Please use this identifier to cite or link to this item:
Title: Lead zirconate titanate/poly(vinylidene fluoride-trifluoroethylene) 1-3 composites for ultrasonic transducer applications
Authors: Kwok, KW 
Chan, HLW 
Choy, CL
Issue Date: May-1999
Source: IEEE transactions on ultrasonics, ferroelectrics, and frequency control, May 1999, v. 46, no. 3, p. 626-637
Abstract: A new procedure for preparing lead zirconate titanate (PZT)/poly(vinylidene fluoride-trifluoroethylene) (P(VDF-TrFE)) 1-3 composites with both phases piezoelectrically active is described. Sintered PZT rods are inserted into a prepoled copolymer matrix, and the composite is repoled under a lower electric field. Using this new procedure, the dipoles in the two phases are aligned in either the same or opposite directions. Composite disks, of 12.7-cm diameter and 0.33- to 0.60-mm thicknesses, have been fabricated with PZT rods of 0.8 or 1 mm diameter distributed in a square pattern with 3 mm center-to-center separation. The ceramic volume contents of the composite disks are 3.6 and 5.6%, respectively. The resonance characteristics of the composite disks consist of the resonance modes of the two constituent phases, but they are dominated by the coupled longitudinal thickness mode (H-mode) of the PZT rods. The coupled radial mode (L-mode) resonance of the PZT rods is significant only for thin disks. The observed resonance frequencies of the H- and L-modes agree well with the values calculated from the coupling theory. The thickness mode resonance of the copolymer matrix (T-mode) is present but hardly observable in thick disks. The composite disks have been fabricated into transducers with air-backing and with no front face matching layer, and their performance characteristics have been evaluated in water. The transmitting and receiving voltage responses of a PZT/P(VDF-TrFE) composite transducer are better than those of a PZT/epoxy composite transducer. The transmitting and receiving voltage responses are improved when the PZT rods and copolymer matrix are poled in opposite directions, especially when the resonance frequencies of the H- and T-modes are approximately equal. When the phases are poled in the same direction and the resonance peaks associated with the H- and T-modes just overlap, the bandwidth is improved. Using 0.33-mm thick composite disks, a transducer can be produced with three operating frequencies by poling the constituent phases in the same direction, or with two operating frequencies at equal efficiency by poling the constituent phases in opposite directions. The PZT/P(VDFTrFE)1-3 composite transducer, especially the one with multiple operating frequencies, should be very promising in the applications of medical ultrasonic imaging.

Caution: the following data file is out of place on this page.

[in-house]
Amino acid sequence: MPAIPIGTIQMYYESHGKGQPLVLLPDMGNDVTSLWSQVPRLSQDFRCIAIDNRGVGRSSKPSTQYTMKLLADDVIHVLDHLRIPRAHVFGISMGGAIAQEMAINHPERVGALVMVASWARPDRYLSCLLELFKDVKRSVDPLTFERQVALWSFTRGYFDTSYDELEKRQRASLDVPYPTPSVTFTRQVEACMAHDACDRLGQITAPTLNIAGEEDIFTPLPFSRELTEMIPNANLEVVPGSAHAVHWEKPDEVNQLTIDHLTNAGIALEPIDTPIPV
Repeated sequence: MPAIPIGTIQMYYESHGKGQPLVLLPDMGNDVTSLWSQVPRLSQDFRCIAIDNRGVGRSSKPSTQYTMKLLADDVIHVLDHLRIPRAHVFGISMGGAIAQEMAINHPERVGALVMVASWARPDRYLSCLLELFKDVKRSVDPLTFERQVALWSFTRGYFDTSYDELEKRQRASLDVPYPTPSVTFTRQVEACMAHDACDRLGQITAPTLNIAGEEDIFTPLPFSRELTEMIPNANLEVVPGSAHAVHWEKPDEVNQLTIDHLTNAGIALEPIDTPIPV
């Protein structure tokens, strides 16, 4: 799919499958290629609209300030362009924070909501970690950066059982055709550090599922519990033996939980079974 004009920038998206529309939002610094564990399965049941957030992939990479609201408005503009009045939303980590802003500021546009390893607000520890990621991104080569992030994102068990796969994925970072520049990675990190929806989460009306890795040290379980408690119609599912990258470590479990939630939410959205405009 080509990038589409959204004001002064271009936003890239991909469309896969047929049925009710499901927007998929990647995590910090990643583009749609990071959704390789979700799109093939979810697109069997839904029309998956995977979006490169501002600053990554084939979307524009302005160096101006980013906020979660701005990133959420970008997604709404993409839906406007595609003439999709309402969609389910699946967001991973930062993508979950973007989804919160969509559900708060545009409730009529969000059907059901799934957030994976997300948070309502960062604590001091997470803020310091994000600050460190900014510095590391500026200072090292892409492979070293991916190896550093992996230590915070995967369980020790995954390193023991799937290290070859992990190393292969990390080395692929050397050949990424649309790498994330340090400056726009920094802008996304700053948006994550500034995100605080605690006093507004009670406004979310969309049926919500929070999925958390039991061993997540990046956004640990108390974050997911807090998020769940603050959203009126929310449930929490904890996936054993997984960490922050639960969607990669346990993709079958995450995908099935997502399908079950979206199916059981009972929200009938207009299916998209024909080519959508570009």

Keywords: PZT/P(VDF-TrFE) composites
Medical ultrasonic imaging
Ultrasonic transducers
Publisher: Institute of Electrical and Electronics Engineers
Journal: IEEE transactions on ultrasonics, ferroelectrics, and frequency control 
ISSN: 0885-3010
EISSN: 1525-8955
DOI: 10.1109/58.764849
Rights: © 1999 IEEE. Personal use of this material is permitted. However, permission to reprint/republish this material for advertising or promotional purposes or for creating new collective works for resale or redistribution to servers or lists, or to reuse any copyrighted component of this work in other works must be obtained from the IEEE.
This material is presented to ensure timely dissemination of scholarly and technical work. Copyright and all rights therein are retained by authors or by other copyright holders. All persons copying this information are expected to adhere to the terms and constraints invoked by each author's copyright. In most cases, these works may not be reposted without the explicit permission of the copyright holder.
Appears in Collections:Journal/Magazine Article

Files in This Item:
File Description SizeFormat 
trifluoroethylene_99.pdf496 kBAdobe PDFView/Open
View full-text via PolyU eLinks SFX Query
Show full item record
PIRA download icon_1.1View/Download Full Text


Last Week
Last month
Citations as of Aug 28, 2020


Last Week
Last month
Citations as of Sep 18, 2020

Page view(s)

Last Week
Last month
Citations as of Sep 21, 2020


Citations as of Sep 21, 2020

Google ScholarTM



Items in DSpace are protected by copyright, with all rights reserved, unless otherwise indicated.